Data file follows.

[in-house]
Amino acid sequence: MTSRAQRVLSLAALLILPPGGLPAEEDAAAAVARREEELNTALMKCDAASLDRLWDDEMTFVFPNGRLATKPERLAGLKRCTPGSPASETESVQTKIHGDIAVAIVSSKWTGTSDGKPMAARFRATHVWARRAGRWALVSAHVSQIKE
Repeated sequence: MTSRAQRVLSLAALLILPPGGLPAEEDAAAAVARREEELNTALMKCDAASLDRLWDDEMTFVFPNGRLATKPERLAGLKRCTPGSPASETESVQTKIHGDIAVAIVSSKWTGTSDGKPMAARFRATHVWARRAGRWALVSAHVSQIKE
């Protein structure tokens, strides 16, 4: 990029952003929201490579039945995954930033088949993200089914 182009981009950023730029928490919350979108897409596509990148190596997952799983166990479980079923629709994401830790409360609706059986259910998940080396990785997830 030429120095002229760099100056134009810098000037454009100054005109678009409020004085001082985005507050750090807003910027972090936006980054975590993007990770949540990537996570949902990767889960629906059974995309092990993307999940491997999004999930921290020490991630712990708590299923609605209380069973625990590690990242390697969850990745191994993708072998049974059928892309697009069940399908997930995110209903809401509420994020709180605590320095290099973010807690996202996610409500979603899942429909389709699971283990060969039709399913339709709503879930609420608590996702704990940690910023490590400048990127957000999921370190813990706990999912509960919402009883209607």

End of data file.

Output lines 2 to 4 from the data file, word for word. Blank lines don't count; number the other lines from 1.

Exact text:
Amino acid sequence: MTSRAQRVLSLAALLILPPGGLPAEEDAAAAVARREEELNTALMKCDAASLDRLWDDEMTFVFPNGRLATKPERLAGLKRCTPGSPASETESVQTKIHGDIAVAIVSSKWTGTSDGKPMAARFRATHVWARRAGRWALVSAHVSQIKE
Repeated sequence: MTSRAQRVLSLAALLILPPGGLPAEEDAAAAVARREEELNTALMKCDAASLDRLWDDEMTFVFPNGRLATKPERLAGLKRCTPGSPASETESVQTKIHGDIAVAIVSSKWTGTSDGKPMAARFRATHVWARRAGRWALVSAHVSQIKE
């Protein structure tokens, strides 16, 4: 990029952003929201490579039945995954930033088949993200089914 182009981009950023730029928490919350979108897409596509990148190596997952799983166990479980079923629709994401830790409360609706059986259910998940080396990785997830 030429120095002229760099100056134009810098000037454009100054005109678009409020004085001082985005507050750090807003910027972090936006980054975590993007990770949540990537996570949902990767889960629906059974995309092990993307999940491997999004999930921290020490991630712990708590299923609605209380069973625990590690990242390697969850990745191994993708072998049974059928892309697009069940399908997930995110209903809401509420994020709180605590320095290099973010807690996202996610409500979603899942429909389709699971283990060969039709399913339709709503879930609420608590996702704990940690910023490590400048990127957000999921370190813990706990999912509960919402009883209607």